Classes start up again next Wednesday and it will be my fourth semester teaching Portuguese language and Lusophone culture in collaboration with Emory’s Domain of One’s Own project. The idea of this program is that each student, as part of learning to write and communicate, is also learning to manage their online presence by administering their own web domain. Instead of turning in papers that are only read by the instructor or posting to an online course management system that’s controlled by the instructor and owned by the university, students are publishing to the open web, taking into account the consequences of that kind of publication, and making their own decisions about what to do with the material after the course is over.
This last point seems especially important to me but has been the trickiest to manage in the real world. For the last few years Emory has used Blackboard as its main course management system. Unlike a lot of my colleagues, I feel relatively comfortable with this system. I used it for a Spanish writing course last semester where I didn’t feel my students were ready to share their work publicly, and I continue to use it even in my Domain classes for keeping track of grades and sometimes giving tests. (Over the next year we’ll transition to Canvas, which looks to be a more streamlined and intuitive system but essentially very similar.) One of the major problems with systems like this is that students often lose access to their work and the course materials at the end of the semester. This depends partly on the decisions an instructor makes but a lot of teachers don’t actively consider this issue, and I believe the default is for the course to become unavailable. At Emory, even instructors lose access to our own courses when they are automatically archived after two years. (There are ways of backing up the material but I haven’t been able to make sense of them.)
So, the beauty of Domain of One’s Own, at least in theory, is that a student owns their work, can access it at any time, decide to delete it if they’ve moved on in their thinking, or turn it into part of a portfolio showing potential employers or graduate admissions committees what they’re capable of.
The trouble, in my experience so far, is that students aren’t continuing to use their sites once the course is over. At the beginning of the course they pay $12 to register their own domain name (the way I registered katherineostrom.net), and Emory covers a year of domain hosting. To my knowledge this fee hasn’t been an issue in any of my classes so far — certainly it’s less than what they pay for textbooks in most classes. But a year later, when they get an email notification telling them to pay another $12 to renew for a second year, there may not be much motivation for them to do so. It’s not a large amount of money for most, but at this point it’s likely that they’re no longer in a Domain course and haven’t thought about their site in a long time. It’s one more thing to deal with at the busy beginning of the semester, and they might, very understandably, let it slip by.
There’s a lovely graphic on one of the Emory Domain documentation pages that illustrates how a student might make use of this domain beyond an individual course. They can use it to host sites or smaller projects made for various courses as well as hobby or activist sites, or links to their work elsewhere on the web. I’ve talked about this concept with students but haven’t seen any of them implement it. Students might be making websites for several different courses, but not all of them are part of the Domain program, so their other profs might not be talking about unifying their web presence, or maybe they are and students just don’t have time and energy for something that isn’t a requirement. Again, I think this is completely understandable. Heck, I’ve had katherineostrom.net for a year and a half and have done very little with it, other than developing sites for individual courses because that was the urgent priority.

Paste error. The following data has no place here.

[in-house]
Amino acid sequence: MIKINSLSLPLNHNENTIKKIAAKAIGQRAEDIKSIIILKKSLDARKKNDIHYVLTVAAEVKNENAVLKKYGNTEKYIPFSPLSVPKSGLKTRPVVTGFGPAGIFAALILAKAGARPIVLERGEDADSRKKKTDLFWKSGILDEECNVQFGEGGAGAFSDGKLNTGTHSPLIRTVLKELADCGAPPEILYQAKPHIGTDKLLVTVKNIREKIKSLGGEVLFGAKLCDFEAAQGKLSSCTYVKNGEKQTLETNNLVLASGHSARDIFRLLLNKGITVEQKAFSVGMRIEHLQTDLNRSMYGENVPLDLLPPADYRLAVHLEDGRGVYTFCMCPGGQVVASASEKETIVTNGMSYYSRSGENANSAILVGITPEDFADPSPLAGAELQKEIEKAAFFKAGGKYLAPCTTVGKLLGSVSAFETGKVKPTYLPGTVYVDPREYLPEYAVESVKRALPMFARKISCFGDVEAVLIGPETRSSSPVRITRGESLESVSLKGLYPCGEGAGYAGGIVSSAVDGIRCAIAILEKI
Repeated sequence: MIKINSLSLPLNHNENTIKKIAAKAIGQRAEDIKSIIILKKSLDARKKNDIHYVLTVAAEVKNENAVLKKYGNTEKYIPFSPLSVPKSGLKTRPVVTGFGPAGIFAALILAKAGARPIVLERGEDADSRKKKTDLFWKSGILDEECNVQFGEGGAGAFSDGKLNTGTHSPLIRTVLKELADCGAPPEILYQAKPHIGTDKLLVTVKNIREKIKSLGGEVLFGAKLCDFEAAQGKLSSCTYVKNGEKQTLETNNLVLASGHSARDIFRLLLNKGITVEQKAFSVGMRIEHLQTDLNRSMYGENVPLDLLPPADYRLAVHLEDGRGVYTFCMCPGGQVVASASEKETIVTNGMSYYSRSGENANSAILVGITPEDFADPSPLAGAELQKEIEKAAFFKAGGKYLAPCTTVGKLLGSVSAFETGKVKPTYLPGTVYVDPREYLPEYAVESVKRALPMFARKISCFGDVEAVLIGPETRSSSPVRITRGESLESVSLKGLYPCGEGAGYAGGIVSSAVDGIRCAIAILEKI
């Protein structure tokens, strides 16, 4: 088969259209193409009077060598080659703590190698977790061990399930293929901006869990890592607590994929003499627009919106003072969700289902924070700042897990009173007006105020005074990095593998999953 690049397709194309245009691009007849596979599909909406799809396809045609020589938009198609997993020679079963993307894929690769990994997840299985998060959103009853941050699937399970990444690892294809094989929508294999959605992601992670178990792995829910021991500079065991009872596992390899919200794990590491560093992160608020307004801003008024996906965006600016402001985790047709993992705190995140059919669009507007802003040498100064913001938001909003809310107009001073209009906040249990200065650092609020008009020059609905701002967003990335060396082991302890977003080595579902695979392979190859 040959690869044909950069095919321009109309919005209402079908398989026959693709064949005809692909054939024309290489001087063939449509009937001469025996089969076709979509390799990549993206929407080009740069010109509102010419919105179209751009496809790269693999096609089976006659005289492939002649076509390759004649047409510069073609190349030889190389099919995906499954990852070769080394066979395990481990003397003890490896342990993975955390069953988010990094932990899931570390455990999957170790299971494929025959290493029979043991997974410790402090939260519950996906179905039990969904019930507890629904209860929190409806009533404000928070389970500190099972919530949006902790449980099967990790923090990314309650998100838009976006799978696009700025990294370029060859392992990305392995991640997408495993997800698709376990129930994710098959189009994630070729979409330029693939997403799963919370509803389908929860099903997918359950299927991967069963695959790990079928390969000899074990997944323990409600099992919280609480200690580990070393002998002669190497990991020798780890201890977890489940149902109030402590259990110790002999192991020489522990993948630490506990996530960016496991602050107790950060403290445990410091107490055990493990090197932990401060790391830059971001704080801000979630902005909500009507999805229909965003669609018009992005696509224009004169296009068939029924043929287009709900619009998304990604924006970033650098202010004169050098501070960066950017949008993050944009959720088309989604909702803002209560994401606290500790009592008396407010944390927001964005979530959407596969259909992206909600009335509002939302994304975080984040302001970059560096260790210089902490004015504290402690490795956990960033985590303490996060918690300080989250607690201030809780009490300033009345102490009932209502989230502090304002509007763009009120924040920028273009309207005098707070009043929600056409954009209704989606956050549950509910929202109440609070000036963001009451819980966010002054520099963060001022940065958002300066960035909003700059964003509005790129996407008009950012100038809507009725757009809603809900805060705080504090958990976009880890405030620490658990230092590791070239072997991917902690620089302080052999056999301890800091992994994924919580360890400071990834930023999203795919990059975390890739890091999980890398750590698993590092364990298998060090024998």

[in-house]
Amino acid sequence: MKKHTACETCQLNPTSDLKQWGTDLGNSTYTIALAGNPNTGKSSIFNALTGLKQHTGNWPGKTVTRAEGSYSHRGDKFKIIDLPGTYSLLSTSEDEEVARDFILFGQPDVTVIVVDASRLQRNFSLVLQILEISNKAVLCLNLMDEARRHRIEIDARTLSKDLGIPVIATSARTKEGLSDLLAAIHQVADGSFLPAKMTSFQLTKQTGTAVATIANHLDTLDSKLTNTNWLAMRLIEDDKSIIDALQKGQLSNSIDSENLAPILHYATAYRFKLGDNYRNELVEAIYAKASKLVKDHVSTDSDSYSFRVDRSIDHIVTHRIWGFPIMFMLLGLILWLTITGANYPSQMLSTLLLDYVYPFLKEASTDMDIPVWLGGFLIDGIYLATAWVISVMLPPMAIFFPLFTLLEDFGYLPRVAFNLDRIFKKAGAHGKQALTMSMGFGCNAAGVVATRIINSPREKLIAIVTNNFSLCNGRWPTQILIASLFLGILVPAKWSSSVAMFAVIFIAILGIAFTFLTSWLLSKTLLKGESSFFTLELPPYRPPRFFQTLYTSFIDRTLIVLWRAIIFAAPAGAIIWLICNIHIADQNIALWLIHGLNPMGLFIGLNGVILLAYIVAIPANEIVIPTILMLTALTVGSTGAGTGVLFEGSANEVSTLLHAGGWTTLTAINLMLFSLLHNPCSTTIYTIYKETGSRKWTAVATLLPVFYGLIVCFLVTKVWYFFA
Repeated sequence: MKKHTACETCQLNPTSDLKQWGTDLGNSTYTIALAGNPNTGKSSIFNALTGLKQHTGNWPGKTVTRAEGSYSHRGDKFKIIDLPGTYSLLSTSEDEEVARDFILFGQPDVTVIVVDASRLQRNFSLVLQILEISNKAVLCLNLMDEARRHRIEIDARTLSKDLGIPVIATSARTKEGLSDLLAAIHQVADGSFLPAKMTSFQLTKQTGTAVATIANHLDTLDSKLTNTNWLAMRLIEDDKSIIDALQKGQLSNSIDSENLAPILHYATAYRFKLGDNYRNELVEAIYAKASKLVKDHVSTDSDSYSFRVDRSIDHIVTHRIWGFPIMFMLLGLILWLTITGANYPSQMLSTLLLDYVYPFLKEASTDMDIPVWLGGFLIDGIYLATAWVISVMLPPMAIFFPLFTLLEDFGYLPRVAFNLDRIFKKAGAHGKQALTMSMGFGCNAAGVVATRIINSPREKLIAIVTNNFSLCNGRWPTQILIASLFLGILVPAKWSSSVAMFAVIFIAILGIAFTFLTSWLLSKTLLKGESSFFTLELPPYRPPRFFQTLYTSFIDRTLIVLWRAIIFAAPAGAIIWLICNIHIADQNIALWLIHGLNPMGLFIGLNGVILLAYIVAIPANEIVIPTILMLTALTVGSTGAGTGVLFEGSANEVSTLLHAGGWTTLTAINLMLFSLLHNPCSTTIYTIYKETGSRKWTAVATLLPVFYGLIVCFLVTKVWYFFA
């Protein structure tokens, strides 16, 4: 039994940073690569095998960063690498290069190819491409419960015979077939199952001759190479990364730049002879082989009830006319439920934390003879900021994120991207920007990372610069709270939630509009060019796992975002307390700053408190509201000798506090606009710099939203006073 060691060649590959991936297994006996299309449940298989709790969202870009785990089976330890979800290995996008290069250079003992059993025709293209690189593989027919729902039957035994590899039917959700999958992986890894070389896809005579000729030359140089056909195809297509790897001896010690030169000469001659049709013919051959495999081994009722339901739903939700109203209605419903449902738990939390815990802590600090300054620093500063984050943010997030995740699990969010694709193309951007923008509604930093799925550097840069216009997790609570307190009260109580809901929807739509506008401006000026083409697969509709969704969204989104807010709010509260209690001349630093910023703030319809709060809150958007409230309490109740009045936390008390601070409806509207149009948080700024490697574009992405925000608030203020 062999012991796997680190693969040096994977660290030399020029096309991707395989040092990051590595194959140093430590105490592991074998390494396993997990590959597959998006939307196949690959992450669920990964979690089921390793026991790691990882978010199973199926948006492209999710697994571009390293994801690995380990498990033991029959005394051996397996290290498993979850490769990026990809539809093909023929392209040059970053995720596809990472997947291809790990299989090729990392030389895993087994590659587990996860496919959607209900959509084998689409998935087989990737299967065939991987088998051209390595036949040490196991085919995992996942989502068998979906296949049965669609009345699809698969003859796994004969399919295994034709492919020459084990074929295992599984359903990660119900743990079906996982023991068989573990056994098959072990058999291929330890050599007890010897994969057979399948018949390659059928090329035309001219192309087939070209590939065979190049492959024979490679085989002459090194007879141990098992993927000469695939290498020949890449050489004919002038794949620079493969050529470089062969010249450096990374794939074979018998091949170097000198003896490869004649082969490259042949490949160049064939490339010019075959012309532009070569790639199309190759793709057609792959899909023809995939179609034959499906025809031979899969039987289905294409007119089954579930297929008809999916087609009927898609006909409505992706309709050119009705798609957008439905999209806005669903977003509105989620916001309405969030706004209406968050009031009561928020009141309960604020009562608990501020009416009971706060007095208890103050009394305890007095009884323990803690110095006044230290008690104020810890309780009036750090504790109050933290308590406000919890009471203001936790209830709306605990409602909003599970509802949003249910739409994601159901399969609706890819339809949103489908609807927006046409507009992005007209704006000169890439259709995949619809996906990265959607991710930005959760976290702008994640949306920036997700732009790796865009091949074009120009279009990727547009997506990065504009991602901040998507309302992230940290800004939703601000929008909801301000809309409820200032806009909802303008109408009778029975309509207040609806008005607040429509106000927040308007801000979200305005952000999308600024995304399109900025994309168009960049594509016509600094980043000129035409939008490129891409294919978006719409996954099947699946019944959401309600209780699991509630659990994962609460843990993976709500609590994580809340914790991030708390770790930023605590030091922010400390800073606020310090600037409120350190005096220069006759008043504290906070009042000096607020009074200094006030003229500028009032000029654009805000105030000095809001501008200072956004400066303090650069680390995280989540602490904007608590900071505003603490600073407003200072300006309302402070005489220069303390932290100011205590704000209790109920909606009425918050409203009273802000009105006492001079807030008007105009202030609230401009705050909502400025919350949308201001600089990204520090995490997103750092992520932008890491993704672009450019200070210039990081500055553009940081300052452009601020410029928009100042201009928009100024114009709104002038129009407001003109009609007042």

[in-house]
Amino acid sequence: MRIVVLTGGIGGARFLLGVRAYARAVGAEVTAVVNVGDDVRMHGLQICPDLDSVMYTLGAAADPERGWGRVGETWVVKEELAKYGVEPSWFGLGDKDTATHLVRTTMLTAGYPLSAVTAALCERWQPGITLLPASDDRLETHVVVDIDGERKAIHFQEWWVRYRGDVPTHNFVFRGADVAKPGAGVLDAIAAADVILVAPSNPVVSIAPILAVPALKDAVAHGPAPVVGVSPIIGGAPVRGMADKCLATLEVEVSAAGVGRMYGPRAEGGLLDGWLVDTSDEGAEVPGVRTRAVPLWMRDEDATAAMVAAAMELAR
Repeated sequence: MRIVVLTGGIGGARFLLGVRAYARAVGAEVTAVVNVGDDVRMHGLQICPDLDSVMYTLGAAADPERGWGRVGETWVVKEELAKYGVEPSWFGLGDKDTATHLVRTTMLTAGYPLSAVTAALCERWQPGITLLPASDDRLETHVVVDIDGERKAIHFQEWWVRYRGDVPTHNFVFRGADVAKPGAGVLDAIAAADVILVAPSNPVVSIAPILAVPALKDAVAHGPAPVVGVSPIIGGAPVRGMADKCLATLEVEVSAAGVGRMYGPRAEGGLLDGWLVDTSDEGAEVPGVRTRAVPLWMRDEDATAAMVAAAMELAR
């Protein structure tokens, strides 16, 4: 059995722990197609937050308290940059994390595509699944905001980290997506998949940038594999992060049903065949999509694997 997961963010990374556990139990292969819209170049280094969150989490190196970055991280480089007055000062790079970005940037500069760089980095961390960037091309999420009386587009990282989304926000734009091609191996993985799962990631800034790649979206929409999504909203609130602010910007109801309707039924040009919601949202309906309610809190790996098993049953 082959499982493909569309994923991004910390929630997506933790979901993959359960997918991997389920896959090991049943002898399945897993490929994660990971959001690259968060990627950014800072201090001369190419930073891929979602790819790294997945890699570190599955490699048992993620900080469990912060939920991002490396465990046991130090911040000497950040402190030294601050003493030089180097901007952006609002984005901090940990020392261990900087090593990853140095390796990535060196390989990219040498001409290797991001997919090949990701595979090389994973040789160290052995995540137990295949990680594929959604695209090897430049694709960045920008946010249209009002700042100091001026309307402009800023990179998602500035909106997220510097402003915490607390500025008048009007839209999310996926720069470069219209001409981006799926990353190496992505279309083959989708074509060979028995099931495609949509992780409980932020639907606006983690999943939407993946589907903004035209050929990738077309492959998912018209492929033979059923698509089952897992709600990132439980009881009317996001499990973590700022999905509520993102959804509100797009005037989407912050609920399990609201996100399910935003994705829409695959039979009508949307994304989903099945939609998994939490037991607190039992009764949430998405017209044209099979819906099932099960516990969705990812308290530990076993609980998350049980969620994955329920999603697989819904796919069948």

At the end of last semester I talked to a colleague who was interested in having her students make websites as part of a course. I gave what I thought was a pretty good pro-Domain of One’s Own spiel, talked about how important it was for students to think about their online presence and develop a sense of ownership for their work and their learning. I also had to acknowledge that, when I tried to show the student sites from my first class using the project, there was nothing there. I also had to admit that it had taken a lot of effort and self-motivation for me to figure out how to use my own domain and teach it to students, and I recognize that won’t be appealing for a lot of faculty. My colleague decided to use a platform hosted by the university so that disappearing sites would not be an issue. I’m currently trying to figure out how I might preserve some of my students’ work even if they don’t decide to renew their domains.
My first post about Domain has focused on my main frustration with it, but now that I’ve gotten that off my chest I have to say I still believe in the program and am excited about teaching with it again this semester. It’s been great getting to know David Morgen, Heather Julien, and some of the other folks from the Emory Writing Program and other colleagues who teach with Domain, and I’ve been delighted by some of the work my students come up with. This semester I’m planning to try out a new infographic assignment in both (the third edition of) PORT 202 and (the first edition of) PORT 300W. Domain of One’s Own Writing Program Fellow McKenna Rose hosted a great workshop on how to teach this kind of assignment last semester, drawing from her experience having students make infographics about Shakespeare’s plays. I hope to write more about this soon.